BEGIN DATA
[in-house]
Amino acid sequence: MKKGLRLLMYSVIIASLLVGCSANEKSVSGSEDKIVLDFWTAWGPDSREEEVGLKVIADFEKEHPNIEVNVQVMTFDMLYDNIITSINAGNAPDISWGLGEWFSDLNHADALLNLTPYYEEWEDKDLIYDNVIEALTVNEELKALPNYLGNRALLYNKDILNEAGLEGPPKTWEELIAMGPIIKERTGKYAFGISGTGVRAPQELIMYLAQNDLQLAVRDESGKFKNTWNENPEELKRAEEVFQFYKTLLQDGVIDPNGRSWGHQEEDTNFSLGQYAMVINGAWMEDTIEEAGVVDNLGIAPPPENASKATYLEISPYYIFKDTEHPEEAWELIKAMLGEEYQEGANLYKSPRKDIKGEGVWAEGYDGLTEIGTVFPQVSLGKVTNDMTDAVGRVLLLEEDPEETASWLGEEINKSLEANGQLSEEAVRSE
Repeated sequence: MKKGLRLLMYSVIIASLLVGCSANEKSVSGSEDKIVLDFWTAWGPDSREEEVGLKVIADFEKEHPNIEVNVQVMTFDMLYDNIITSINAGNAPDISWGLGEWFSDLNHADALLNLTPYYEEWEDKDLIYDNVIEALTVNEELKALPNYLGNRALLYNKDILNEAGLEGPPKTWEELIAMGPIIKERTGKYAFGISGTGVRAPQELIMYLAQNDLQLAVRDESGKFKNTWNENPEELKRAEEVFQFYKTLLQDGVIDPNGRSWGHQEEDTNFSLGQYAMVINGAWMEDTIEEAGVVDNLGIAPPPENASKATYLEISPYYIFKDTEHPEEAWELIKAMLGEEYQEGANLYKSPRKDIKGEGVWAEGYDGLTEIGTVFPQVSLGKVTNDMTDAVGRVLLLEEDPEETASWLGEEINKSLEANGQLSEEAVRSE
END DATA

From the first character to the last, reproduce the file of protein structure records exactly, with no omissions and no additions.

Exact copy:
[in-house]
Amino acid sequence: MKKGLRLLMYSVIIASLLVGCSANEKSVSGSEDKIVLDFWTAWGPDSREEEVGLKVIADFEKEHPNIEVNVQVMTFDMLYDNIITSINAGNAPDISWGLGEWFSDLNHADALLNLTPYYEEWEDKDLIYDNVIEALTVNEELKALPNYLGNRALLYNKDILNEAGLEGPPKTWEELIAMGPIIKERTGKYAFGISGTGVRAPQELIMYLAQNDLQLAVRDESGKFKNTWNENPEELKRAEEVFQFYKTLLQDGVIDPNGRSWGHQEEDTNFSLGQYAMVINGAWMEDTIEEAGVVDNLGIAPPPENASKATYLEISPYYIFKDTEHPEEAWELIKAMLGEEYQEGANLYKSPRKDIKGEGVWAEGYDGLTEIGTVFPQVSLGKVTNDMTDAVGRVLLLEEDPEETASWLGEEINKSLEANGQLSEEAVRSE
Repeated sequence: MKKGLRLLMYSVIIASLLVGCSANEKSVSGSEDKIVLDFWTAWGPDSREEEVGLKVIADFEKEHPNIEVNVQVMTFDMLYDNIITSINAGNAPDISWGLGEWFSDLNHADALLNLTPYYEEWEDKDLIYDNVIEALTVNEELKALPNYLGNRALLYNKDILNEAGLEGPPKTWEELIAMGPIIKERTGKYAFGISGTGVRAPQELIMYLAQNDLQLAVRDESGKFKNTWNENPEELKRAEEVFQFYKTLLQDGVIDPNGRSWGHQEEDTNFSLGQYAMVINGAWMEDTIEEAGVVDNLGIAPPPENASKATYLEISPYYIFKDTEHPEEAWELIKAMLGEEYQEGANLYKSPRKDIKGEGVWAEGYDGLTEIGTVFPQVSLGKVTNDMTDAVGRVLLLEEDPEETASWLGEEINKSLEANGQLSEEAVRSE